Molecular Mechanisms that Orchestrate the Assembly of Antigen Receptor Loci: Volume 128

Molecular Mechanisms that Orchestrate the Assembly of Antigen Receptor Loci: Volume 128

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Description

Molecular Mechanisms That Orchestrate the Assembly of Antigen Receptor Loci, the latest volume in the Advances in Immunology series focuses on the generation of an effective immune response to invading pathogens

As B and T lymphocytes are characterized by the expression of antigen receptors that specifically recognize determinants expressed on pathogens, this volume discusses how antigen receptors are synthesized in B and T lymphocytes.
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Product details

  • Hardback | 454 pages
  • 152 x 229 x 27.94mm | 820g
  • Academic Press Inc
  • San Diego, United States
  • English
  • 0128032960
  • 9780128032961

Table of contents

Regulation and Evolution of the RAG Recombinase
Grace Teng and David G. Schatz
Chromatin Interactions in the Control of Immunoglobulin Heavy Chain Gene Assembly
Gita Kumari and Ranjan Sen
Spatial Regulation of V-(D)J Recombination at Antigen Receptor Loci
Anja Ebert, Louisa Hill and Meinrad Busslinger
Long Range Regulation of V(D)J Recombination
Charlotte Proudhon, Bingtao Hao, Ramya Raviram, Julie Chaumeil and Jane A. Skok
Dynamic Control of Long-range Genomic Interactions at the Immunoglobulin κ Light Chain Locus
Claudia Ribeiro de Almeida, Rudi W. Hendriks and Ralph Stadhouders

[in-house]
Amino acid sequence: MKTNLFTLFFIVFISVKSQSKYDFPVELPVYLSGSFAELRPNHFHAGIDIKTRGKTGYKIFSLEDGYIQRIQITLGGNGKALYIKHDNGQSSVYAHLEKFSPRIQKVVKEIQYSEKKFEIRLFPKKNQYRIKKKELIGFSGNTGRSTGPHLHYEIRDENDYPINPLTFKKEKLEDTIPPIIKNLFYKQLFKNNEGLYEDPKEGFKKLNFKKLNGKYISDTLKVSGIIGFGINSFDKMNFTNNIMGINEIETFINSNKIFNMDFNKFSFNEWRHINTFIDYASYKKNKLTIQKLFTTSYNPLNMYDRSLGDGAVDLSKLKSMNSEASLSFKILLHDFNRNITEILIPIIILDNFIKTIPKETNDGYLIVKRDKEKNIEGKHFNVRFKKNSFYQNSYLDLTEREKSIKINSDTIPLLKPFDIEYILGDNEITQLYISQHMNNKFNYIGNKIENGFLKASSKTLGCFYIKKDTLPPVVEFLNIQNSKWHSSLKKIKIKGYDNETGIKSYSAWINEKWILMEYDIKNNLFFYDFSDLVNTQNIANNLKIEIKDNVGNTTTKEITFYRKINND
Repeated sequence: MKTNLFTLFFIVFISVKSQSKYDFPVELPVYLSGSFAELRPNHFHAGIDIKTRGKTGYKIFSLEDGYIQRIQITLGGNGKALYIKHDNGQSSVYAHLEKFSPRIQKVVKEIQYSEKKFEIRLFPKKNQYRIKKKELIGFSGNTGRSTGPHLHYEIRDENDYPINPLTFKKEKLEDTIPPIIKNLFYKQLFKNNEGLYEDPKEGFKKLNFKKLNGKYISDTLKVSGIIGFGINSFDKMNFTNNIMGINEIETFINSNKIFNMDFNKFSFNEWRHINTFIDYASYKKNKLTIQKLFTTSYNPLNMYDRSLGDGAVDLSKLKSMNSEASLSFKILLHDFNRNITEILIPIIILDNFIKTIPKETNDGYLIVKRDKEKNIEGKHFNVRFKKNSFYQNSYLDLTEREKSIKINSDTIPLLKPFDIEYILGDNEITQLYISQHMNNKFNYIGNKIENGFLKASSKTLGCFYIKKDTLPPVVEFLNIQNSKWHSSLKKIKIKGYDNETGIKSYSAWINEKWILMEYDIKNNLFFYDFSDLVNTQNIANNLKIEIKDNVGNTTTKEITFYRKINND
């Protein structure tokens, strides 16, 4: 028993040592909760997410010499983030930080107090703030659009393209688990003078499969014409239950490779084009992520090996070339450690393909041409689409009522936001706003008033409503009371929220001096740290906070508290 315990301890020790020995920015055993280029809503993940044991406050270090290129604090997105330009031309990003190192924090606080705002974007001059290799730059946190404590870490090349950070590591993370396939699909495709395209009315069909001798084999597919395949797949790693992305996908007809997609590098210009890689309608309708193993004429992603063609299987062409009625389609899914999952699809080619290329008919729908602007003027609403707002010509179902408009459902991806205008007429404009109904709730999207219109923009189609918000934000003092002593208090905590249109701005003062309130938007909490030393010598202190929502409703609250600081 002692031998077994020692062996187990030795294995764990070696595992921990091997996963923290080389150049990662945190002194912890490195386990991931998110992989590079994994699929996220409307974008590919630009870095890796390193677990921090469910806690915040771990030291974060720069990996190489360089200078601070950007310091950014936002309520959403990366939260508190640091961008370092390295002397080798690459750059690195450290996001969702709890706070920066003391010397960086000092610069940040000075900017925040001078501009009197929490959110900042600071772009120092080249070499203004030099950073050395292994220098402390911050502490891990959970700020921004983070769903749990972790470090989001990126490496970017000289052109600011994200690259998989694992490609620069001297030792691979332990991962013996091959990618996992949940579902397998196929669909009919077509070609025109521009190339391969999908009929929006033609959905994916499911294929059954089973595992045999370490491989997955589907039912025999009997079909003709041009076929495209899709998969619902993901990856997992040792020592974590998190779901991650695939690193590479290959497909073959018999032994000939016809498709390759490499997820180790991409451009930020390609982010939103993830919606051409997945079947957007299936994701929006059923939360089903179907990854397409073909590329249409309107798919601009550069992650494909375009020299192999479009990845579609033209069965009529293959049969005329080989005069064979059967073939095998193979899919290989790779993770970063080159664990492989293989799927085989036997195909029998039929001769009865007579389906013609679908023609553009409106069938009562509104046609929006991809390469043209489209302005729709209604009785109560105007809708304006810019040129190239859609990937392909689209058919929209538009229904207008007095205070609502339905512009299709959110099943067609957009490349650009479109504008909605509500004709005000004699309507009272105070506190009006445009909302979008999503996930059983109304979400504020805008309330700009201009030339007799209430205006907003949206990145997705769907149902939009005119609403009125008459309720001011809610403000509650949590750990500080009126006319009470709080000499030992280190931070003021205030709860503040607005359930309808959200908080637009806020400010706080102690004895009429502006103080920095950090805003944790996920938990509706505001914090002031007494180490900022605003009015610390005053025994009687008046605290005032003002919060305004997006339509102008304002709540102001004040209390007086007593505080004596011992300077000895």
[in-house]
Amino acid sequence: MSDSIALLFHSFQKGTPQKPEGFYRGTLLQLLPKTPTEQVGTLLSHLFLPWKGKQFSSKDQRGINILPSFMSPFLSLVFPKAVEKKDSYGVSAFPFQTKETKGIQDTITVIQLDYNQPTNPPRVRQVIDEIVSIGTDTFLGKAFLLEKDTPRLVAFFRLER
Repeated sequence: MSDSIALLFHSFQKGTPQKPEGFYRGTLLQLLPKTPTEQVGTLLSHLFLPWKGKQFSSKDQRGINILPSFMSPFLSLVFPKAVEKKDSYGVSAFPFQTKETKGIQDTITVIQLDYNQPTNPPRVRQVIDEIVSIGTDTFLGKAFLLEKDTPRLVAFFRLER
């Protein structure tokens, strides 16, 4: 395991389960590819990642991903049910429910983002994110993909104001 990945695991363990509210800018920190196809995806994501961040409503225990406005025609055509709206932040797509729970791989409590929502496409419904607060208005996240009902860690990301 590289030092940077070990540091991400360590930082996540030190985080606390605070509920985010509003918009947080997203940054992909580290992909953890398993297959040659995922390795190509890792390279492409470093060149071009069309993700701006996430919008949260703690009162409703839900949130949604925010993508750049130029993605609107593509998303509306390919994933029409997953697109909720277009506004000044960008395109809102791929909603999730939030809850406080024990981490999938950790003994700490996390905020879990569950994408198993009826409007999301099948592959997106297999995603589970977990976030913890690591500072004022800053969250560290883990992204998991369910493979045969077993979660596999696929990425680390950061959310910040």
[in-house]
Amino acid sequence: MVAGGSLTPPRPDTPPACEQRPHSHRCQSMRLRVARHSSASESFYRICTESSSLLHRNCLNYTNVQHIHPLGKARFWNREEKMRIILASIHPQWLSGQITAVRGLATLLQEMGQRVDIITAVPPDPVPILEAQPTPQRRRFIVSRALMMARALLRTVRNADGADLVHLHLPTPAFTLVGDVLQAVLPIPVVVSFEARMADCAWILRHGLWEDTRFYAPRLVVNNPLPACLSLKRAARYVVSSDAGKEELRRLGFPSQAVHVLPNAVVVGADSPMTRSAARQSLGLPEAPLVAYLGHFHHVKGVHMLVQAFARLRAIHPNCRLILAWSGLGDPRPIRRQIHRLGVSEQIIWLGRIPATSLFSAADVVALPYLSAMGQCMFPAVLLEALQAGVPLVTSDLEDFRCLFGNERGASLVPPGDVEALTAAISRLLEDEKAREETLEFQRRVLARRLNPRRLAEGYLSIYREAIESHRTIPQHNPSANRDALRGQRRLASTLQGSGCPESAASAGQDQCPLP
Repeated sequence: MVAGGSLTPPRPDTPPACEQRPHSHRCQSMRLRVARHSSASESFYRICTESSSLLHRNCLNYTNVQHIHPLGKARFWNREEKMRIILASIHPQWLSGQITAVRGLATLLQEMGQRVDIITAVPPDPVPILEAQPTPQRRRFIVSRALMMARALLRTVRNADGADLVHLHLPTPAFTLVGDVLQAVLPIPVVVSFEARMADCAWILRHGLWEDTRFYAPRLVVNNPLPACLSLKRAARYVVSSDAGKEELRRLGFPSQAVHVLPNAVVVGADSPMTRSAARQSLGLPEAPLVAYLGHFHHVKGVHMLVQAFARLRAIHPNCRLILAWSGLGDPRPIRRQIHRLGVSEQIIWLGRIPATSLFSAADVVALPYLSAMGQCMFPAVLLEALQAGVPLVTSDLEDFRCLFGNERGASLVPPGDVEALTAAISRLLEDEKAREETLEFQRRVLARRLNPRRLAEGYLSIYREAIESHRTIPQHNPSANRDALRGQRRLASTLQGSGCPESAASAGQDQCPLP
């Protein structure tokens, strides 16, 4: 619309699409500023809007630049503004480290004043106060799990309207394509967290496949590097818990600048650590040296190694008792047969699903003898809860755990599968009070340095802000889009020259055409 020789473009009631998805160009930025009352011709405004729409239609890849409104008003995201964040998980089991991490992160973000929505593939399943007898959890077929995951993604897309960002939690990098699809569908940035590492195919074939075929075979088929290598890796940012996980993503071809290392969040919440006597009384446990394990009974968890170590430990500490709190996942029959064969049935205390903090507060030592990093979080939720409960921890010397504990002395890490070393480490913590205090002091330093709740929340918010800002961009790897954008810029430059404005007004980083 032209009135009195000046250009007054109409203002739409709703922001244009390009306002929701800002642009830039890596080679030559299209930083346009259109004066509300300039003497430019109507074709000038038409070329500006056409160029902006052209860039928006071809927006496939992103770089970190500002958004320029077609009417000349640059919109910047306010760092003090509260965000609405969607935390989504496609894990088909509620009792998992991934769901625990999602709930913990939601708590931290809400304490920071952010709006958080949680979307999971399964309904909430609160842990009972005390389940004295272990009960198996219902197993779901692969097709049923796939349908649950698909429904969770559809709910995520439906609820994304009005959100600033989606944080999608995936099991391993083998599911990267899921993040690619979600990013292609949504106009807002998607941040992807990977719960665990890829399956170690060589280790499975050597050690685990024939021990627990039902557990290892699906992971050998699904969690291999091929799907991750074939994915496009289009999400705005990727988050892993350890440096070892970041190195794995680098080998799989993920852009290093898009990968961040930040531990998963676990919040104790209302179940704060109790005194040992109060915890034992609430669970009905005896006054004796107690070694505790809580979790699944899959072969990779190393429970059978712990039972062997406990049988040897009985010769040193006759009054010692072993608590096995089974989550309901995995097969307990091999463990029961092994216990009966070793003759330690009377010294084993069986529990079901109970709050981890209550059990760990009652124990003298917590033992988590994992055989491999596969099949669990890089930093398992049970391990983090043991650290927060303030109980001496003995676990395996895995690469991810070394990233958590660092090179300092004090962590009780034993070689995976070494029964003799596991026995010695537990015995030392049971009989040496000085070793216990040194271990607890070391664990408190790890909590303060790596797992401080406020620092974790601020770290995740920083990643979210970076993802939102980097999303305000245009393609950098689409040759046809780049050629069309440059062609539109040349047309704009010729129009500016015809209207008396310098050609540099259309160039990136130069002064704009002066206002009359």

Regulation of Tcrb Gene Assembly by Genetic, Epigenetic, and Topological Mechanisms
Kinjal Majumder, Craig H. Bassing and Eugene M. Oltz
Chromatin Dynamics and the Development of the TCRα and TCRd Repertoires
Zachary Carico and Michael S. Krangel
Long-range Control of V(D)J Recombination & Allelic Exclusion: Modeling Views
Pernelle Outters, Sebastien Jaeger, Nancy Zaarour and Pierre Ferrier
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About Cornelis Murre

Cornelis Murre performed his graduate work as a joined program with the University of Leiden at Harvard Medical School. He was a postdoctoral fellow at the Whitehead Institute. He is a Searle Scholar and the recipient of the National Institutes of Health Merit Award. Currently he is a Distinguished Professor in the Biological Sciences at the University of California, San Diego. Dr. Murre has focused his research on the regulation and function of helix-loop-helix (HLH) proteins in stem cells, lymphocyte development and homeostasis. Control of tissue-specific gene expression during B and T lymphocyte development, cell growth, cell death and aging are the prominent themes in his research. Specifically the Murre laboratory has shown that subset of HLH proteins, the "E proteins", contribute to B lineage- and T lineage- specific gene expression programs, regulate lymphocyte survival and cellular proliferation, activate the rearrangement of antigen receptor genes, and control progression through critical developmental checkpoints. In more recent studies they have constructed a global network consisting of transcriptional regulators, signaling and survival factors that we propose orchestrates B cell fate. Currently, his studies are focused on physical mechanisms that underpin the generation of antigen receptor diversity.
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